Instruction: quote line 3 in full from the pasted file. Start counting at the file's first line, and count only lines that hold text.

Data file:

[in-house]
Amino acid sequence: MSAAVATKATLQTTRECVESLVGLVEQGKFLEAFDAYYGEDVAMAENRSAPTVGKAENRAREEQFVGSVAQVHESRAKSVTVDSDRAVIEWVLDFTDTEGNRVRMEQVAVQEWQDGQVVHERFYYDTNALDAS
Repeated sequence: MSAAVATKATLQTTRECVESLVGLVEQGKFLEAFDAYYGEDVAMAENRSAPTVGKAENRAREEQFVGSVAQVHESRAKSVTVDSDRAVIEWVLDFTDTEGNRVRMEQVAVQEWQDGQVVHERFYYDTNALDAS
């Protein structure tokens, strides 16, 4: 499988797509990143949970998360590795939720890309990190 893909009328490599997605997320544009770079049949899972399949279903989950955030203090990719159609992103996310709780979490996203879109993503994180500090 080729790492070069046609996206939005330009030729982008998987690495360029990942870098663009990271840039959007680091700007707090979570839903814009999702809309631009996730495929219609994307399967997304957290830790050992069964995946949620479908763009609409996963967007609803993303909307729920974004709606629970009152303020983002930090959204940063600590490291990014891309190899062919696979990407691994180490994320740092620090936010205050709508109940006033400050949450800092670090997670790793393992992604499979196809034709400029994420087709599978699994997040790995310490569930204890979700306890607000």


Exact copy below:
Repeated sequence: MSAAVATKATLQTTRECVESLVGLVEQGKFLEAFDAYYGEDVAMAENRSAPTVGKAENRAREEQFVGSVAQVHESRAKSVTVDSDRAVIEWVLDFTDTEGNRVRMEQVAVQEWQDGQVVHERFYYDTNALDAS